Local News

The very last ride: DOT cuts mean end to two cable ferries in eastern NC

Posted June 12, 2020 5:04 p.m. EDT
Updated June 12, 2020 5:08 p.m. EDT

— The San Souci ferry in Bertie County crosses the Cashie River at the end of Woodard Road. The ferry has been making that crossing for nearly a century. But Saturday will the last day; the North Carolina Department of Transportation is ending the operation.

The ferry has been docked for the last week. High water in the river has prevented river crossings. It's also doubtful the ferry will make any more crossings before closing at 6 p.m. on June 13.

The coronavirus outbreak can be blamed for the closing. Stay-at-home orders meant fewer people driving, fewer people buying fuel, meaning less tax revenue for the DOT, which runs the ferry.

“Money is short, budgets is messed up right now,” says ferry operator David Hunt. He's been the contractor operating the San Souci and Parker's ferries for nearly five years. “It's coming to an end, unless the state finds some money for it.”

Hunt has talked with Bertie County about possibly coming up with money to keep the ferry going.

The ferry moves slowly, guided by a cable attached to both sides of the river. It's one of three “cable” ferries in the state. The shut down includes Parker's Ferry but leaves Elwell Ferry crossing the Cape Fear River in Bladen County still in operation.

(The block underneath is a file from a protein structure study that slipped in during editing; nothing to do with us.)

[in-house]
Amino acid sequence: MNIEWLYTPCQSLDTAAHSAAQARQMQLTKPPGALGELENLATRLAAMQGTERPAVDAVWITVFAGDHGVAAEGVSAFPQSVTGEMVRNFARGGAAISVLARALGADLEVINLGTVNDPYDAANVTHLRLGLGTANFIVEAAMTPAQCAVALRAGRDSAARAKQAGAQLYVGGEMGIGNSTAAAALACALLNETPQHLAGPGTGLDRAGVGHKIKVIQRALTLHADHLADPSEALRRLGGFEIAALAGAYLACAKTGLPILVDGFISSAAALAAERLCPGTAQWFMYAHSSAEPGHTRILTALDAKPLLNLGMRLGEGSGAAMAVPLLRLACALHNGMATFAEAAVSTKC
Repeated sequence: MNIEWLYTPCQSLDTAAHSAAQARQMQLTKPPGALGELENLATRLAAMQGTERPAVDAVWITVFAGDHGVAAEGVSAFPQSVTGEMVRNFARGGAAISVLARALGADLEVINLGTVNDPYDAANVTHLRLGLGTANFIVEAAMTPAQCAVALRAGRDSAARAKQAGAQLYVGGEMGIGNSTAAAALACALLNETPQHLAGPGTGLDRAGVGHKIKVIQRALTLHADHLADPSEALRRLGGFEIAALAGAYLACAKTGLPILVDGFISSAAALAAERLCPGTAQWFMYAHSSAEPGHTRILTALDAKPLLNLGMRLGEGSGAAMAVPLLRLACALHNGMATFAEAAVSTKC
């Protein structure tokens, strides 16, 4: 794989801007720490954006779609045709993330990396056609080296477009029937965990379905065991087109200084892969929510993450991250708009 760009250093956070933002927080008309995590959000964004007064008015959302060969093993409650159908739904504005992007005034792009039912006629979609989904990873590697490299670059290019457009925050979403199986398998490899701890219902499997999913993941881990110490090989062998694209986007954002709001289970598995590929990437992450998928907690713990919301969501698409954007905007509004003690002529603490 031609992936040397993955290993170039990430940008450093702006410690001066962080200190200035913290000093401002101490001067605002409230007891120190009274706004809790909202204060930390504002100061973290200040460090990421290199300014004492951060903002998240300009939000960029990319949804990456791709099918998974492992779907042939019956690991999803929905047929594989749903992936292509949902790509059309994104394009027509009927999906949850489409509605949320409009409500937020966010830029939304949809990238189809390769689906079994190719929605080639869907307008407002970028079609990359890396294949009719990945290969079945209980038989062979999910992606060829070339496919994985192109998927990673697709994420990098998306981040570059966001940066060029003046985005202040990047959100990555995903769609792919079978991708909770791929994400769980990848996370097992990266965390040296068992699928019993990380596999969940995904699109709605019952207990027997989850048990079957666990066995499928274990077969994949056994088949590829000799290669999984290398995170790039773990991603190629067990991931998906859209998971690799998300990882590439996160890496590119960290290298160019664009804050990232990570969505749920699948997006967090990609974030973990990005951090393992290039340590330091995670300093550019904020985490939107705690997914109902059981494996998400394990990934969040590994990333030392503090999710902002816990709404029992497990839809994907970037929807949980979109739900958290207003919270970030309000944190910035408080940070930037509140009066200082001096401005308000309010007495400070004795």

Deborah Parker sits on her porch swing just a few yards from the San Souci dock. “I seen it on the water since I could crawl, hundreds of thousands of times,” she said. “It's just a very serene, pretty picture.”

San Souci ferry in Bertie County

The four-minute ferry route is just a few hundred feet, but the journey to get to this point has been long. The ferry has been operating since the 1930s.

“It's really sad. So many locals, farmers and tourists from out of state use this ferry,” Parker said.

When the DOT made the decision, it hit hard, “I was devastated to be honest,” Hunt said.

As a businessman, Hunt understands when and why cuts need to be made, still, as the final day approaches, the sad reality set in.

Standing on the deck of the ferry as he crossed on Friday, Hunt mused, “It very well could be the very last ride.”

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